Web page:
## Sizing the System

The system needs to be capable of being large enough to provide enough heat to keep your house at a warm enough temperature inside to be comfortable while the temperature outside is at what we call the design temperature.

### Internal Design Temperature

MCS recommends an internal design temperature of 21C for living rooms, lounges and bedsits, 22C for Bathrooms and 18C for bedrooms, halls, landings, kitchens and toilets. We have based our suggestions upon maintaining the average temperature in the house at 20C.

### External Design Temperature

The external design temperature is defined by MCS as the hourly external dry bulb temperature equal to, or exceeded, for 99% of the hours in a year. This will vary depending upon where you are in the country but our calculations are based upon -3C.

### Sources of heat loss

You lose heat in your building from

- Each of the four walls
- The ceiling and roof
- The floor
- The windows
- The doors
- The thermal bridges where the elements above intersect
- Natural Ventilation
- Mechanical ventilation such as extract fans and cooker hoods

In general older buildings tend to be draftier and less well insulated so lose more heat while modern buildings tend to be better insulated and less well ventilated.

### Measuring Heat Loss & Energy Use

We measure heat loss in KW (Kilowatts) and energy loss in KWh or (Kilowatt hours). In pre metric days we used BTU/hr (British Thermal Units per Hour) and British Thermal Units.

Converting between KW and BTU/hr or KWh and BTU by using a factor of 3,412. 1KW is equal to 3,412 BTU/hr and 1KWh is equal to 3,412 BTU.

If we take a typical house with a 9.0KW heat loss using an internal design temperature of 20C and external design temperature of -3C then it will require a maximum of 9KW or 30,708 BTU/hr to maintain the internal temperature for 99% of the year. Typically this will equate to a yearly heat requirement of around 20,000 KWh or 68,240,000 BTU.

The above house if using a heat pump with an average COP of 3.0 would require 6,667 KWh of energy to run which at 12p per KWh equates to £800 per year.

The above house using a gas boiler at 90% efficiency would require 22,222 KWh of gas which at 4.5p per KWh equates to £1,000 per year.

### Selecting your Heat Pump

The best way to check on the heat loss of your house is for an MCS approved contractor to carry out a computer modelling exercise on it but you can get a rough idea of the heat loss by taking the total floor area and multiplying it by the figures in the chart below. This gives an instantaneous heat loss and normally installers would add 20% to allow for hot water and heating the building up from cold.

Age of the building or construction standard | Heat loss per square metre of floor KW/m2 |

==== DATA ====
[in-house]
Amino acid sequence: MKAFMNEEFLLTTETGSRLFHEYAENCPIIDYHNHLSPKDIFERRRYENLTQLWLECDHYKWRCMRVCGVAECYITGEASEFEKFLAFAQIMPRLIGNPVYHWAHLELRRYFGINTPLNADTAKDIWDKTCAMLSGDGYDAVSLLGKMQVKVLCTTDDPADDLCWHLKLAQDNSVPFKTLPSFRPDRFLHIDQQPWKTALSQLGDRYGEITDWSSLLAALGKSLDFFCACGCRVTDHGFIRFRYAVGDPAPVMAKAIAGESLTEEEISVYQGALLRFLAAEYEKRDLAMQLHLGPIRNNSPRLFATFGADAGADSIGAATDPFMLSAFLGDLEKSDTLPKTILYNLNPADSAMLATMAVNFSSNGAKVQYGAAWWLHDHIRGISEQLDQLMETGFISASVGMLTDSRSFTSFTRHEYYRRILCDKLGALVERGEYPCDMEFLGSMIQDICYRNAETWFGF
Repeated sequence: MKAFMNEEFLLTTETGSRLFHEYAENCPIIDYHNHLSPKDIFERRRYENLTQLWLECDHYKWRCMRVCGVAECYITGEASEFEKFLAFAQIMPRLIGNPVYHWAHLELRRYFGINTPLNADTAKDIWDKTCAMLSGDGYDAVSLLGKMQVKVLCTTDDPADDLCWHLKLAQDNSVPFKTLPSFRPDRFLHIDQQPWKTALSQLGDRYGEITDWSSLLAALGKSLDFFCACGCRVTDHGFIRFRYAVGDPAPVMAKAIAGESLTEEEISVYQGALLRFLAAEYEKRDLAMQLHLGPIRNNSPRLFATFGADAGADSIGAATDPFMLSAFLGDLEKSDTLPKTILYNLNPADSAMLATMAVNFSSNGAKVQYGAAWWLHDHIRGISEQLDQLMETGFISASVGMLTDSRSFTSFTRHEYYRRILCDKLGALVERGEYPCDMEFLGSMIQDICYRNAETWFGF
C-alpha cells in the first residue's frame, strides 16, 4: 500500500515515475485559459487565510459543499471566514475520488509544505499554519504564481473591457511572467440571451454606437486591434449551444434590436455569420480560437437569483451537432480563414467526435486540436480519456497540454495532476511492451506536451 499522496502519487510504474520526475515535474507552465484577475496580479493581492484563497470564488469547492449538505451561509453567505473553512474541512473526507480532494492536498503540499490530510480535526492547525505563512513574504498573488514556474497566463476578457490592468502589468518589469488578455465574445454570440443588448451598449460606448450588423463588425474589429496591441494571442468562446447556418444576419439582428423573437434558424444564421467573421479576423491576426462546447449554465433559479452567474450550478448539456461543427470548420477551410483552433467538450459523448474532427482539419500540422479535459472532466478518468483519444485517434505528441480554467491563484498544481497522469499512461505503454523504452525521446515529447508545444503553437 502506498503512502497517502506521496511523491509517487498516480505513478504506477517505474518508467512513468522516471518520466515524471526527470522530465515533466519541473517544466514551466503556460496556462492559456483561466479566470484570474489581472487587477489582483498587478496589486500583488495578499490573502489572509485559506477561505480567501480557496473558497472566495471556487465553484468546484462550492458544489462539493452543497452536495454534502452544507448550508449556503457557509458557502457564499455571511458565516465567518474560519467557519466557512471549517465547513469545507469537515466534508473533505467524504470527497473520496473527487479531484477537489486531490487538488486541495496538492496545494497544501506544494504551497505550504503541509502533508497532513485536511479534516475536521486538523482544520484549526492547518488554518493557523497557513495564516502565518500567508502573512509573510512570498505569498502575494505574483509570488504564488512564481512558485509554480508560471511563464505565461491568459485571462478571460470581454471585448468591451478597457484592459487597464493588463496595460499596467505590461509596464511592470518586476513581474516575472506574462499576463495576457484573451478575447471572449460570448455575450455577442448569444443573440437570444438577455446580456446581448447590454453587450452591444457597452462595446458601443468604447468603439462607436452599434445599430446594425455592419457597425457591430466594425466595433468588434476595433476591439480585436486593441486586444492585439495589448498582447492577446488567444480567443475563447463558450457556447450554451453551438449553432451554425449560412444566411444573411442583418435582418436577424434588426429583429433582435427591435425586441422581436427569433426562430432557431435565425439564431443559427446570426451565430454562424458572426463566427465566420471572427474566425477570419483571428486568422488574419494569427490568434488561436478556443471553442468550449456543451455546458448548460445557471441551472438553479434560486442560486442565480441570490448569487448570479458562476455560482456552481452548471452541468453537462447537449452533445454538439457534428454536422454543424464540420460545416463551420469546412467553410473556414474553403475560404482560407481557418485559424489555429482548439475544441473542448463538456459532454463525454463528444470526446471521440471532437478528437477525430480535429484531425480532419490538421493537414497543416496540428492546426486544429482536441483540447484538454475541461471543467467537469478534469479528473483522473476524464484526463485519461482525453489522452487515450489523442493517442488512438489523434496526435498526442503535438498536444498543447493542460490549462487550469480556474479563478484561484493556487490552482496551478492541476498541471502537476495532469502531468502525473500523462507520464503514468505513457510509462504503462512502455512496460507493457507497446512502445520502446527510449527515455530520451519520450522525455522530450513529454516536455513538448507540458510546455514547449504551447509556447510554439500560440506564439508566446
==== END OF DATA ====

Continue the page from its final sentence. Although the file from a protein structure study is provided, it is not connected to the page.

Old building 1960s or before | 0.12 KW/m2 |

1970s building | 0.1 KW/m2 |

1980s building | 0.08 KW/m2 |

1990s building | 0.06 KW/m2 |

2000 onwards | 0.05 KW/m2 |

2010 onwards | 0.04 KW/m2 |

These figures are only approximate and should always be checked using the MCS method by a trained contractor.

### Example 1

So for example. If you have a 1980s house with 60 m2 downstairs and 80m2 upstairs for a total of 140m2 and this has not been upgraded with modern glazing and insulation then this will need 0.8 KW/m2 and so 140 x 80 is 11.2KW. Adding 20% would give us a heat pump needing 13.4KW at design conditions.

The problem with this example is that the largest single phase heat pump available only gives 12.0 KW at design conditions. We have the option of using a three phase model at 16.0 KW or using two heat pumps, either one for upstairs and one for down or mixing the two on a thermal break. Both options are possible but the cost will be high and it is possible that the building will not meet the requirements of the RHI.

The best solution would be to improve the building structure by extra insulation and improved glazing. That would improve the building to a modern class of 0.05 KW/m2 needing only 7KW. Adding 20% gives us a heat pump providing 8.4KW

This would be a 9KW TCAP model and installing one 9KW TCAP model is much cheaper than the two 9 KW standard models needed by the unmodified building.

Or to put it in terms of energy use. Before modification the building had 11.2 KW instantaneous requirement and over a year might have needed 25,000KWh of heat. With a heat pump this would have cost £1,000 per year to run or with a gas boiler £1,250. But with the modifications the instantaneous requirement is reduced to 7.0 KW and therefore the annual requirement drops to 15,556 KWh at a cost of £622 per year. In theory the heating costs are halved.

### Example 2

A modern house built in 2007 has 60 m2 downstairs and 60 m2 upstairs. This is a total of 120 m2 and at 0.05 W/m2 this needs 6KW. Adding 20% we should select a unit giving 7.2KW and this will be a 9KW standard model.